If so, you are not alone! Fleas can be difficult to detect, and can gain quite a foothold before the problem is discovered. There has been a lot of discussion about the possibility that fleas are becoming resistant to certain drugs, but in fact this is not true. Understanding why it seems so difficult to get a flea problem under control requires an understanding of the biology of fleas. Fleas have a life cycle very similar to butterflies, with an adult (flea or butterfly), egg, larva (caterpillar), pupa (chrysalis) and back to adult.
The flea species that we deal with as a pest on our cats and dogs is the cat flea. The cat flea prefers cats, but is also happy on dogs, raccoons, and opossums. Although it will bite a person if nothing better is around, they do not prefer to live on humans. The adult flea lives exclusively on the host animal. The female cannot lay eggs until she has had a blood meal, and will begin laying eggs within a couple days of that first meal. She will then lay between 20 – 50 eggs per day, every day, for her entire 2 – 3 month life span.
The eggs roll off of the host and hatch within 3 – 5 days. Flea larvae are sensitive to the environment, requiring temperatures between 45 – 90 F and relative humidity between 50 – 85%. This stage typically lasts between 5 – 18 days, but can go much longer if the conditions are less favorable. The larvae then form pupae. At this stage they can stay dormant for up to 1 – 2 years, but will emerge within 3 days if the conditions are good. The newly-emerged adult jumps toward a shadow that crosses over it, and thus the host is reinfested.
The entire cycle takes about three weeks under optimal conditions, but up to three months at cooler temperatures. At any given time, about 5% of the population is in the adult stage, and the rest are eggs, larvae and pupae. To put it another way, if there are only 5 fleas on your pet, there are likely to be 95 immature fleas developing in your environment. This is part of the reason that you may still see fleas on your pet even after applying a product that kills adult fleas. If there are a lot of new fleas hatching out, they need to get on the pet in order to be killed by the product. And, if the conditions are right, new fleas may be emerging over three months, so sometimes it seems to get worse before it gets better.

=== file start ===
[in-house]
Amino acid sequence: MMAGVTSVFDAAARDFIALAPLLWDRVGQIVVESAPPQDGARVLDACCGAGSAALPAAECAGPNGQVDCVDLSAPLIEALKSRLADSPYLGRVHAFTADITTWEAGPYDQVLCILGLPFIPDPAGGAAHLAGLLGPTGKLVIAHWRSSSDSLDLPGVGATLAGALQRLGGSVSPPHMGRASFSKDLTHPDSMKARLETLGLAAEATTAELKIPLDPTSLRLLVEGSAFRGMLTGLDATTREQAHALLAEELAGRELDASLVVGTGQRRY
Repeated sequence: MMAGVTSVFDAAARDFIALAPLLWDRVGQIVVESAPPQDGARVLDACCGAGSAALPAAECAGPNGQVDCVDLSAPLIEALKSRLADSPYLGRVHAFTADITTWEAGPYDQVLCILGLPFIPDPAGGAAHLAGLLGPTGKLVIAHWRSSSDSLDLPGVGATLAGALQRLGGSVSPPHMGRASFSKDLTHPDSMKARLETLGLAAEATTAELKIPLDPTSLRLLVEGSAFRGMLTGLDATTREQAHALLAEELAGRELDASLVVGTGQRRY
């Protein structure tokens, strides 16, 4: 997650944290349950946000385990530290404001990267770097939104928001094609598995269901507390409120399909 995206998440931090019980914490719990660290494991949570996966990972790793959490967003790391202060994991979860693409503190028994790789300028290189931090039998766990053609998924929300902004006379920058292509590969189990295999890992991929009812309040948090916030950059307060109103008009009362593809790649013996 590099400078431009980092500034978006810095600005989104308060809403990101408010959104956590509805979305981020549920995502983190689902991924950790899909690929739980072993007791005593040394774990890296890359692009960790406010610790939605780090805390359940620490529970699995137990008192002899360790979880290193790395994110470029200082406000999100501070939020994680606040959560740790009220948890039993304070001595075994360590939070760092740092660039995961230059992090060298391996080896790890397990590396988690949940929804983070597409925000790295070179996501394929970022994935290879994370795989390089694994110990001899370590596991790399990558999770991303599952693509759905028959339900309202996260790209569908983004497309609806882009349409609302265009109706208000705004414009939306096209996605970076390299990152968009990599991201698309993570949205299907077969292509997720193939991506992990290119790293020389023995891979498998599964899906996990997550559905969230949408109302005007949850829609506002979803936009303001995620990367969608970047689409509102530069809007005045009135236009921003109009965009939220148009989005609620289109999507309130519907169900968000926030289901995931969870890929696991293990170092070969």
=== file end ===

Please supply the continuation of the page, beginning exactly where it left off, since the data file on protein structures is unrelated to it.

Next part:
Other issues that can complicate control are mistakes in applying the product, and sources of new fleas entering the environment. Topical products need to be applied to the skin according to the labeled instructions and at the labeled frequency. Being even a week overdue for an application can allow some fleas to survive long enough to lay eggs. It is also important not to give a bath within two days of application, either before or afterwards. New fleas can come from visiting animals to your home, or if your pet visits another home with fleas. Fleas are also emerging from the soil in most locations, so your pet can pick up new fleas in your yard or any other location it visits. It is even possible for you to bring fleas into your home to your indoor-only cat.
The best way to prevent fleas is by killing both the adults and the immature stages and treating all the animals in the house. A monthly topical product is useful for killing the adult fleas, and often will protect against other pests as well. A good way of preventing flea eggs from hatching is with the drug lufenuron. This is available as a monthly pill for dogs, or an injection given by the veterinarian that is good for 6 months for cats. Please discuss your situation with us, and we will be happy to help customize your control plan! And remember, it is easier to control than to treat an infestation, so don’t wait until you are seeing fleas to start your prevention.